A research group from the Buck Institute for Research on Aging and the Georgia Institute of Technology has managed to reverse the aging process for human adult stem cells. Because stem cells are responsible for helping old or damaged tissues regenerate, these findings could lead to medical treatments that repair tissues when they deteriorate as a result of aging. This research was published in the September 1, 2011 edition of the journal Cell Cycle
Aging causes the regenerative power of tissues and organs to wane. The modern-day stem cell hypothesis of aging postulates that living organisms are as old as their tissue-specific (adult) stem cells. This implies that an understanding of the molecules and processes that enable human adult stem cells to initiate self-renewal and to divide, proliferate and subsequently differentiate in order to rejuvenate damaged tissues might be the key to regenerative medicine and an eventual cure for many age-related diseases.
Victoria Lunyak, associate professor at the Buck Institute for Research on Aging, who was involved with this study, said: “We demonstrated that we were able to reverse the process of aging for human adult stem cells by intervening with the activity of non-protein coding RNAs originated from genomic regions once dismissed as non-functional ‘genomic junk.”
Adult stem cells keep human tissues healthy by replacing cells that have gotten old or damaged. These same stem cells are “multipotent,” which means that they can grow and replace any number of body cells in the tissue or organ to which they belong. However, just as the cells in the liver, or any other organ, can suffer damaged over time, adult stem cells undergo age-related damage. When this occurs, the body can’t replace damaged tissue as well as it once could, which leads to a host of diseases and conditions. However, if physicians can use procedures and treatments that keep these adult stem cells young, they could possibly use these adult stem cells to repair damaged heart tissue after a heart attack; heal wounds; correct metabolic syndromes; produce insulin for patients with type 1 diabetes; cure arthritis and osteoporosis and regenerate bone.
This research team hypothesized that DNA damage in the genome of adult stem cells would look very different from age-related damage occurring in regular body cells. Bodily cells are known to experience a shortening of the caps found at the ends of chromosomes, known as telomeres. However, adult stem cells are known to maintain their telomeres, and much of the damage in aging is widely thought to be a result of telomere loss. Therefore, there must be different mechanisms in play that are essential to explaining how aging occurs in these adult stem cells, they thought.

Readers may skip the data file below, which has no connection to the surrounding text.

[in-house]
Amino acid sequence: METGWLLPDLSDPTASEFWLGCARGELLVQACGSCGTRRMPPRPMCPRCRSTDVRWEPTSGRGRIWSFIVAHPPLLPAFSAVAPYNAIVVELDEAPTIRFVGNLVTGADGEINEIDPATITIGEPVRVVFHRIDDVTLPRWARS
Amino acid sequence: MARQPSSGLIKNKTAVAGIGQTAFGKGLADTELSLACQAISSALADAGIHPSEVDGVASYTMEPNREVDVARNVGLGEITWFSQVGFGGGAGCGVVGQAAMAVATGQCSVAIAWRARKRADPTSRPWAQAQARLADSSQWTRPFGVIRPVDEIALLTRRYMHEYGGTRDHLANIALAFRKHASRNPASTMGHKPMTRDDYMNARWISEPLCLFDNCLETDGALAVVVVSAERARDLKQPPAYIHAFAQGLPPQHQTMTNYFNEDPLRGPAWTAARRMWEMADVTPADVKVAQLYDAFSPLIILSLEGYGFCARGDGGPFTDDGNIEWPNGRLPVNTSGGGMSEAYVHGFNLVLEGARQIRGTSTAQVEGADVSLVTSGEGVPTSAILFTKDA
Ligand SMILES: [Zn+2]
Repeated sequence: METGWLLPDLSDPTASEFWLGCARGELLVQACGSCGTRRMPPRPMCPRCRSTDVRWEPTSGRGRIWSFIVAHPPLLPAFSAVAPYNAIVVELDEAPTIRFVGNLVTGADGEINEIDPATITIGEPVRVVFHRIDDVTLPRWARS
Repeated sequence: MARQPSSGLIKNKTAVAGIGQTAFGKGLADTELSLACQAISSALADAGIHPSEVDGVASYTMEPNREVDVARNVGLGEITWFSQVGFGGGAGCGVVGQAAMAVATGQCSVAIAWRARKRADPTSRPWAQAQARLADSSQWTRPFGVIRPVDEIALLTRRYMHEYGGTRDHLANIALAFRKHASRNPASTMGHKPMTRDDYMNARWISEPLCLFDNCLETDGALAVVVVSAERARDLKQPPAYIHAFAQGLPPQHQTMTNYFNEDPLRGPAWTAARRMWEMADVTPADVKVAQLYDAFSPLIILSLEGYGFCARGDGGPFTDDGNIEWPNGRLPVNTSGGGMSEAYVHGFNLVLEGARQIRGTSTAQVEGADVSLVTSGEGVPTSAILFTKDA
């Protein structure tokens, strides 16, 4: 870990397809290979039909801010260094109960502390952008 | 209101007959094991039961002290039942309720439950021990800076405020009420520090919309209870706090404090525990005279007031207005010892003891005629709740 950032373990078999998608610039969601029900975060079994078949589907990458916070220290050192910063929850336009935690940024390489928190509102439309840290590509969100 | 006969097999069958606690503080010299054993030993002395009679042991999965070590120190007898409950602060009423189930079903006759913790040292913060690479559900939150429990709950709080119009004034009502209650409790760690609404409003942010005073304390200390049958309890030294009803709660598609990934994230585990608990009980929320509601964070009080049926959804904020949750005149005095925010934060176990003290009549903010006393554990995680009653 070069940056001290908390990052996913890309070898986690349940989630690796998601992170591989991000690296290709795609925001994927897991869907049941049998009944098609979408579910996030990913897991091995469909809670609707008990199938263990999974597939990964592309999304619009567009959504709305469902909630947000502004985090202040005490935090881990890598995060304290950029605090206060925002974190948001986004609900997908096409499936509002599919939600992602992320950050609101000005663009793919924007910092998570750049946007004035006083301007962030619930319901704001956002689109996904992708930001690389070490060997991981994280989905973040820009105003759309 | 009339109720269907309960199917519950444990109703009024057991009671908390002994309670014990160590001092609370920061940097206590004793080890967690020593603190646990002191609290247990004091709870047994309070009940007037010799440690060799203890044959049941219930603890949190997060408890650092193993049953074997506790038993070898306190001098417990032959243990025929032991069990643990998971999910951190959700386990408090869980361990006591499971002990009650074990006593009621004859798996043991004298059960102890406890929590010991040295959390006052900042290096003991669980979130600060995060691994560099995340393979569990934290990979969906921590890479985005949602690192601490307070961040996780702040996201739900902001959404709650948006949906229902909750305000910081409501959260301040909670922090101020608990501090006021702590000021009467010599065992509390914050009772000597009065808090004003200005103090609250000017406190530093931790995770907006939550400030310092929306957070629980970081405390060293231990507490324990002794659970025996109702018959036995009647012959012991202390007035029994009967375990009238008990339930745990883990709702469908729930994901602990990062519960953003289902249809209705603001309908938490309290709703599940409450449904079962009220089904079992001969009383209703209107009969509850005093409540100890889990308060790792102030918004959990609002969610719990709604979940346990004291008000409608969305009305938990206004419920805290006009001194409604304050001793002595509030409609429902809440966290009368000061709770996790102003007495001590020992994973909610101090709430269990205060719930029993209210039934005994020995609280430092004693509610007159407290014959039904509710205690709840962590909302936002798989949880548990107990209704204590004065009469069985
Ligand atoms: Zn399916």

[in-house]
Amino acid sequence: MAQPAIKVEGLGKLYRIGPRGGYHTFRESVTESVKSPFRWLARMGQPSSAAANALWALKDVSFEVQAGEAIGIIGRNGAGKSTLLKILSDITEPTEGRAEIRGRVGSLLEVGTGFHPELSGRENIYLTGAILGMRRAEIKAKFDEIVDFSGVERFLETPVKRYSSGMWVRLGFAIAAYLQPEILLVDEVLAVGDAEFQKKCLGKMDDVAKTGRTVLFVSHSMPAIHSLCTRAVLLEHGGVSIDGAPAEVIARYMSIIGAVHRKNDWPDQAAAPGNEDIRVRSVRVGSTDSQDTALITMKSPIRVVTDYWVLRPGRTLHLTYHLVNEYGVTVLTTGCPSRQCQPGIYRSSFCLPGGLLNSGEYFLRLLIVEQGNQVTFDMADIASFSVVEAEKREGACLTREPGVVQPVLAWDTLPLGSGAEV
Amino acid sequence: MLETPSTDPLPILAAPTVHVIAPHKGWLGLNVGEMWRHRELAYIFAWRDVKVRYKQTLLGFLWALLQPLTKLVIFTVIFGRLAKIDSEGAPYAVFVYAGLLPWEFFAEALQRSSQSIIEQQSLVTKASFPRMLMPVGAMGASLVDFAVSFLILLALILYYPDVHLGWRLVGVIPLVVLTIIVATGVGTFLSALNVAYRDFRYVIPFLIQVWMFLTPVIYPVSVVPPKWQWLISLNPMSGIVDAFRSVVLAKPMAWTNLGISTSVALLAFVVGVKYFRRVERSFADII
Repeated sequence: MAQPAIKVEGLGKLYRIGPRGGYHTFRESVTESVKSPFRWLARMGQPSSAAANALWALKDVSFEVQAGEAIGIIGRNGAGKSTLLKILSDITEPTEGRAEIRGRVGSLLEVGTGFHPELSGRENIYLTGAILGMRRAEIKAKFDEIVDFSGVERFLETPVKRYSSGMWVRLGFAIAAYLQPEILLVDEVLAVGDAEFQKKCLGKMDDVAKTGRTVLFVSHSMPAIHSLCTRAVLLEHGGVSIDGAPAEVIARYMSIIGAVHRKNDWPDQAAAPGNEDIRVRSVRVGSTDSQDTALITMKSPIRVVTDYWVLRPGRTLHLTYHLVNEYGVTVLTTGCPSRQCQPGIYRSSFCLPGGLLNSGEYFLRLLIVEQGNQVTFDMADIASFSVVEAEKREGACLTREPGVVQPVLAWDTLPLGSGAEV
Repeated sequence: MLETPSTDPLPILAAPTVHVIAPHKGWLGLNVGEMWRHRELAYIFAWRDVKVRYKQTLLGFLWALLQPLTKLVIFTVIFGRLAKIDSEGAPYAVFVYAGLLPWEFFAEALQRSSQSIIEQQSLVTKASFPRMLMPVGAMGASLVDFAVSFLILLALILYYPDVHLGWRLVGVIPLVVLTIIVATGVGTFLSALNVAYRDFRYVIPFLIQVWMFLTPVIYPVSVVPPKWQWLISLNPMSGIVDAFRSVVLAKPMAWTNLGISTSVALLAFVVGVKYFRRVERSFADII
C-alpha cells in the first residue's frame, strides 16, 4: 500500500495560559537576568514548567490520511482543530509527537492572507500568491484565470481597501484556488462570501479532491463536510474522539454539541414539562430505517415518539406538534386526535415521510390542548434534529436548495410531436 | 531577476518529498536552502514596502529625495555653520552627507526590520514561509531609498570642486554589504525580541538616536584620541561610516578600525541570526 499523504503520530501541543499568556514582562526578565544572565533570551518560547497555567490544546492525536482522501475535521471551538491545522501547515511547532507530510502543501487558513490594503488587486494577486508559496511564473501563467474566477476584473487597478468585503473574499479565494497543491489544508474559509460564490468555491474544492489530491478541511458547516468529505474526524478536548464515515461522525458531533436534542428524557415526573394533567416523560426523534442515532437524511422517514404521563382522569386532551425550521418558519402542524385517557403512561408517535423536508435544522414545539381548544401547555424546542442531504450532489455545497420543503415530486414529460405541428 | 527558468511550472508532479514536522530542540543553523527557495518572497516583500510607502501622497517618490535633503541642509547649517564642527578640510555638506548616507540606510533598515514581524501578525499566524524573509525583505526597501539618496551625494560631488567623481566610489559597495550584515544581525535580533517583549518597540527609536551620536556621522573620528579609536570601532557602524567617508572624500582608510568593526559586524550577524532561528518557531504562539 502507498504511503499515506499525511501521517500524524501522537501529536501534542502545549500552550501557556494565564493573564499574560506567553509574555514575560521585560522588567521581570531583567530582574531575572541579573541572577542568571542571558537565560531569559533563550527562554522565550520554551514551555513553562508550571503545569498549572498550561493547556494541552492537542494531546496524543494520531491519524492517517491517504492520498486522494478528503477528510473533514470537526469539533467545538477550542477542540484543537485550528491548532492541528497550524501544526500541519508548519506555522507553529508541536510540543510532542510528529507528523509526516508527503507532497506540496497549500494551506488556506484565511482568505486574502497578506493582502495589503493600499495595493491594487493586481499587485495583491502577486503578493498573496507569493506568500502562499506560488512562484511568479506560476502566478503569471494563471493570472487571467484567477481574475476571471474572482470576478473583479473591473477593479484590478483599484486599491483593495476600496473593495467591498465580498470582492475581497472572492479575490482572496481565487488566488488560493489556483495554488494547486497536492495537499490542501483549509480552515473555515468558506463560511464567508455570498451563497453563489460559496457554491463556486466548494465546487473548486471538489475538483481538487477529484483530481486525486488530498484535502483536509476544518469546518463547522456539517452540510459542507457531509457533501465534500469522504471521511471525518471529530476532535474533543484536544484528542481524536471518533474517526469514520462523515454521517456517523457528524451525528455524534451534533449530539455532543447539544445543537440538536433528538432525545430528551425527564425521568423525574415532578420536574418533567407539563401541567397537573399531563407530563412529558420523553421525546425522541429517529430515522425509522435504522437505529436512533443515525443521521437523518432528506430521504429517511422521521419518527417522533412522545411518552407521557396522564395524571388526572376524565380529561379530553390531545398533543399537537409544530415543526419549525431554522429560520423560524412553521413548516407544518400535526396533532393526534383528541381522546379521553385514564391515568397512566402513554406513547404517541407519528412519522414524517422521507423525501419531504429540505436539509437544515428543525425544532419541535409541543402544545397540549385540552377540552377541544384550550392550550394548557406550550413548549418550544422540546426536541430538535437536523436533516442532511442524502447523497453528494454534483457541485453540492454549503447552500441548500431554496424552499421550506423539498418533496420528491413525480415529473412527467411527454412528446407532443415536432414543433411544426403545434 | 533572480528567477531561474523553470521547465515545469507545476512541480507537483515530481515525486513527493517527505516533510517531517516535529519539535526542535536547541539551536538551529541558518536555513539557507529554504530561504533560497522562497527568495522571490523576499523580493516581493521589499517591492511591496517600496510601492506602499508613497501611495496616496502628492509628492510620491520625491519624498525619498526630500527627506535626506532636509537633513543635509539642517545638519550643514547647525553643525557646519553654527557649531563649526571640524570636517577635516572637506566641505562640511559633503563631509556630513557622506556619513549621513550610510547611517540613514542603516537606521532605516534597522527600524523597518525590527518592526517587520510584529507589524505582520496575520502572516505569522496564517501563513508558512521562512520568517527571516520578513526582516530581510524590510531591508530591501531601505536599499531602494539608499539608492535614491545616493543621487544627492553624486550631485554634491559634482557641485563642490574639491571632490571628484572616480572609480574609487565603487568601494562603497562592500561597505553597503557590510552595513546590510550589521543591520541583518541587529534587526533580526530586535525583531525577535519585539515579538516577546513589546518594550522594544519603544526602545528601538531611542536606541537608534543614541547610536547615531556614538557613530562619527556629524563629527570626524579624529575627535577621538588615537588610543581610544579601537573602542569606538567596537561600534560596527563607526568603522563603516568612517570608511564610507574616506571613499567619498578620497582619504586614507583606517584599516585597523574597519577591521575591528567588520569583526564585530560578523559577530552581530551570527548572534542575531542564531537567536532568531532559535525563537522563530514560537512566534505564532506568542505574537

Researchers used adult stem cells from humans and combined experimental techniques with computational approaches to study the changes in the genome associated with aging. They compared freshly isolated human adult stem cells from young individuals, which can self-renew, to cells from the same individuals that were subjected to prolonged passaging in culture. This accelerated model of adult stem cell aging exhausts the regenerative capacity of the adult stem cells. Researchers looked at the changes in genomic sites that accumulate DNA damage in both groups. King Jordan, associate professor in the School of Biology at Georgia Tech, said, “We found the majority of DNA damage and associated chromatin changes that occurred with adult stem cell aging were due to parts of the genome known as retrotransposons. Retroransposons were previously thought to be non-functional and were even labeled as ‘junk DNA’, but accumulating evidence indicates these elements play an important role in genome regulation.”
While the young adult stem cells were able to suppress transcriptional activity of these genomic elements and deal with the damage to the DNA. However, older adult stem cells were not able to scavenge this transcription. This new discovery suggests that this event is deleterious for the regenerative ability of stem cells and triggers a process known as cellular senescence. Victoria Lunyak described it this way: “By suppressing the accumulation of toxic transcripts from retrotransposons, we were able to reverse the process of human adult stem cell aging in culture. Furthermore, by rewinding the cellular clock in this way, we were not only able to rejuvenate ‘aged’ human stem cells, but to our surprise we were able to reset them to an earlier developmental stage, by up-regulating the “pluripotency factors” – the proteins that are critically involved in the self-renewal of undifferentiated embryonic stem cells.”
In the future, the team plans to use further analysis to validate the extent to which the rejuvenated stem cells may be suitable for clinical tissue regenerative applications.